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Music Review: Various Artists – Pop Jazz Volume One

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Oldies are well, old. And they are usually teamed up with the word goodies for good reason. Everyone loves nostalgia. Magic moments mean going back to your hometown to the very block where you had your first kiss, or danced the tango with someone you never met before for hours on end. That must also include the songs that went with those foolish times when you and your friends stayed out past curfew—and had to sneak past the parent guard. It meant good listening from folks that knew how to fill your ear with pure elegance from Frank Sinatra to Earth, Wind and Fire.

This “new” CD is such a trip down memory lane. It is pop, funk, and jazz from left to right and everything in between. It’s a mixed bag of oldies but goodies both eclectic and electric. Eclectic funk and jazz cut both ways, either you love it or you hate it. This reviewer happens to love pop and jazz—the faster the better. Hold this CD up to the light because it’s not transparent folks. But the real thing with many award-winning artists.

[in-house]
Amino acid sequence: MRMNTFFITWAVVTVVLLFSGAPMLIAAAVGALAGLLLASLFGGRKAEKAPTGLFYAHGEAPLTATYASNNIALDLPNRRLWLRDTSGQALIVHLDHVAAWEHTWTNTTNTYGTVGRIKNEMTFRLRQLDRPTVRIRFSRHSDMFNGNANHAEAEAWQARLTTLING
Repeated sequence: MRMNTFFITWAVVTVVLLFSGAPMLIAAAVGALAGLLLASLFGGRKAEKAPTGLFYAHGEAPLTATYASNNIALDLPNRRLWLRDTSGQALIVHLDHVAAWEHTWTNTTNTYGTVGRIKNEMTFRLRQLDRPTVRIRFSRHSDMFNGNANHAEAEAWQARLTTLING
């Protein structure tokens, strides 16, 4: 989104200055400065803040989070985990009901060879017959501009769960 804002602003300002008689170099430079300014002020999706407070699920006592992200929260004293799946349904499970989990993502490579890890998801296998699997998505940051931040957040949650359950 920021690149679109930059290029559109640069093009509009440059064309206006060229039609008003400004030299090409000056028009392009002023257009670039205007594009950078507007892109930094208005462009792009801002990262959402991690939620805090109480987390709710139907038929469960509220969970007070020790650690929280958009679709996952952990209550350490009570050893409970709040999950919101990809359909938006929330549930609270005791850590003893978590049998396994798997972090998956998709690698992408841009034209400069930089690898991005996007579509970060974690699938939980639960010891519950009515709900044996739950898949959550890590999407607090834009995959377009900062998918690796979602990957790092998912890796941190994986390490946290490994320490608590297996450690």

This is a compilation produced by one of the best artists in music: Paul Williams. A real closed-eye transport to the Monterey Jazz fest by the ocean or the best of the best Chi Town jazz fest by the lake.  (You can listen to all of the tracks on the Amazon link as well.) 

There are 15 tracks and 15 artists. The first three and the last three—Wow. It is worth the price just for "Funkin For Jamaica" by Tom Browne, one of my all-time favorite fast cuts. Randy Crawford’s “You Might Need Somebody” was an unexpected gem that cuts to the heart in this bag of jewels. Her voice should be bottled and sold to those who need an uplift quickly.

Some of the pop vocals on "Street Lady," and "Ode To Billie Joe" are remakes, to be sure, of original sounds. But in the hands, I mean voices, of these talented artists I was impressed. How easy to follow the original artist and make one forget? Well, no one does it better than Jill Scott and Mike Phillips. Jill Scott—what can you say about a voice like that? It’s pure silk and she and Phillips make a flowing train of sound in this duet. 

Take it from one who has been listening to, following and getting lost in jazz for over 30 years—you will like the jazz from these artists. Some pure, some fusion, but all good. The quiet blue and tan graphics of this Volume One CD conceal real heat under cover. Buy it, listen to it, pass it on.

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